Background: Adenosine is an ATP metabolite, generated in the extracellular space by the ectonucleotidase CD73. In the tumor microenvironment adenosine impairs anti-tumor immunity, through the Gs-coupled receptors A2A and/or A2B, promoting tumor growth and survival. Blockade of CD73 or A2AR subtype has been shown to improve the anti-tumor immune response. Inhibitors of these targets are currently in Phase I clinical trials in cancer patients. Whilst A2AR is the most thoroughly characterized receptor involved in the immunosuppressive effects of adenosine, A2B is emerging as a potential anti-cancer target. Materials and methods: To investigate the mechanisms through which the A2BR pharmacological modulators impact the primary tumor growth a syngeneic mouse model of melanoma was used. B16.F10 melanoma-bearing mice were treated with a selective antagonist of A2BR, PSB1115. Myeloid and lymphoid leucocyte populations were analyzed in the tumor tissue, tumor draining lymph node and spleen harvested from control and PSB1115-treated groups. The effects of A2BR modulators were also examined in tumor stroma cells, including endothelial cells and melanoma-associated fibroblasts. The therapeutic potential of the A2BR blocker was tested in combination with some chemotherapeutics, such as dacarbazine. Results: Our results show that A2BR inhibition with PSB1115 significantly delayed tumor growth in mice. PSB1115 treatment decreased the accumulation of myeloid-derived suppressor cells (MDSCs) in the tumor microenvironment but not in non-tumoral peripheral organs. This effect was associated with an increased numbers of tumor-infiltrating CD8+ T cells and NKT cells, and enhanced levels of IFN-γ and granzyme B. The anti-tumor effects of PSB1115 was indeed lost in melanoma-bearing nude mice lacking of T cells. The effects of A2BR inhibitor was also evaluated on tumor stroma cells. Tumor angiogenesis in PSB1115-treated mice was inhibited and the expression levels of tumor VEGF reduced. Furthermore we found that PSB1115 treatment impacted the function of melanoma-associated fibroblasts in producing FGF2 and CXCL12, which contribute to enhance tumor growth. Treatment of animals with PSB1115 enhanced the anti-tumor activity of dacarbazine and anti-VEGF agents. Conclusions: Pharmacological blockade of A2BR inhibits the growth of syngeneic melanoma in vivo. PSB1115 treatment decreases the number of tumor MDSCs, increases the number of tumor-infiltrating T lymphocytes, affects tumor angiogenesis and the activation of melanoma-associated fibroblasts. Therefore data from animal studies support the therapeutic potential of A2B blockers in melanoma.

The A2B adenosine receptor: an emerging therapeutic target in cancer

Morello Silvana
;
Claudia Sorrentino;Aldo Pinto
2017

Abstract

Background: Adenosine is an ATP metabolite, generated in the extracellular space by the ectonucleotidase CD73. In the tumor microenvironment adenosine impairs anti-tumor immunity, through the Gs-coupled receptors A2A and/or A2B, promoting tumor growth and survival. Blockade of CD73 or A2AR subtype has been shown to improve the anti-tumor immune response. Inhibitors of these targets are currently in Phase I clinical trials in cancer patients. Whilst A2AR is the most thoroughly characterized receptor involved in the immunosuppressive effects of adenosine, A2B is emerging as a potential anti-cancer target. Materials and methods: To investigate the mechanisms through which the A2BR pharmacological modulators impact the primary tumor growth a syngeneic mouse model of melanoma was used. B16.F10 melanoma-bearing mice were treated with a selective antagonist of A2BR, PSB1115. Myeloid and lymphoid leucocyte populations were analyzed in the tumor tissue, tumor draining lymph node and spleen harvested from control and PSB1115-treated groups. The effects of A2BR modulators were also examined in tumor stroma cells, including endothelial cells and melanoma-associated fibroblasts. The therapeutic potential of the A2BR blocker was tested in combination with some chemotherapeutics, such as dacarbazine. Results: Our results show that A2BR inhibition with PSB1115 significantly delayed tumor growth in mice. PSB1115 treatment decreased the accumulation of myeloid-derived suppressor cells (MDSCs) in the tumor microenvironment but not in non-tumoral peripheral organs. This effect was associated with an increased numbers of tumor-infiltrating CD8+ T cells and NKT cells, and enhanced levels of IFN-γ and granzyme B. The anti-tumor effects of PSB1115 was indeed lost in melanoma-bearing nude mice lacking of T cells. The effects of A2BR inhibitor was also evaluated on tumor stroma cells. Tumor angiogenesis in PSB1115-treated mice was inhibited and the expression levels of tumor VEGF reduced. Furthermore we found that PSB1115 treatment impacted the function of melanoma-associated fibroblasts in producing FGF2 and CXCL12, which contribute to enhance tumor growth. Treatment of animals with PSB1115 enhanced the anti-tumor activity of dacarbazine and anti-VEGF agents. Conclusions: Pharmacological blockade of A2BR inhibits the growth of syngeneic melanoma in vivo. PSB1115 treatment decreases the number of tumor MDSCs, increases the number of tumor-infiltrating T lymphocytes, affects tumor angiogenesis and the activation of melanoma-associated fibroblasts. Therefore data from animal studies support the therapeutic potential of A2B blockers in melanoma.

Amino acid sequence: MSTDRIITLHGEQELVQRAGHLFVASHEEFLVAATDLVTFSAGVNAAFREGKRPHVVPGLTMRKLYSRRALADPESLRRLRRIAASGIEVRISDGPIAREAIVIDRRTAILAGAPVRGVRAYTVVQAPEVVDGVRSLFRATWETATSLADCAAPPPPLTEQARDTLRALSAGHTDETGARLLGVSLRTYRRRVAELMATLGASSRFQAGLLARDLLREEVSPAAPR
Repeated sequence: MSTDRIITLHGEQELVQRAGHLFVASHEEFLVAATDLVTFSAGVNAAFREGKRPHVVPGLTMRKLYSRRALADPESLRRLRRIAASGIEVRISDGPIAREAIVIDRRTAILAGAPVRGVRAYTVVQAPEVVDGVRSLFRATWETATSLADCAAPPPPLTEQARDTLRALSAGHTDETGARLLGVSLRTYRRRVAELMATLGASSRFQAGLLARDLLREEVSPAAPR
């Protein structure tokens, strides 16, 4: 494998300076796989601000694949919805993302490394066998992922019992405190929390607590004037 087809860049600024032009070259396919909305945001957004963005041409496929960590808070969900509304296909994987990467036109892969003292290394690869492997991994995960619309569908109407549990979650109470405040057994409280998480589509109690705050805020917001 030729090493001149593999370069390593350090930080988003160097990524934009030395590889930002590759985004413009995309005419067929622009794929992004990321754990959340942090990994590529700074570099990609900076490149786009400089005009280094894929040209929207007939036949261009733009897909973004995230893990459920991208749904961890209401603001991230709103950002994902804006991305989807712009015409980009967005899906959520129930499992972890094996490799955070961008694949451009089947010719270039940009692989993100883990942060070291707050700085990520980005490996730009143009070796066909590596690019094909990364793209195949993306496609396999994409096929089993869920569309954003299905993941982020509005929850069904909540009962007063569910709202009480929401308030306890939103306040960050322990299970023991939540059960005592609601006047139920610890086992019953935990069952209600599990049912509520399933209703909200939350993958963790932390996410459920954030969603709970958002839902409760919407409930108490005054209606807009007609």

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Utilizza questo identificativo per citare o creare un link a questo documento: http://hdl.handle.net/11386/4704503
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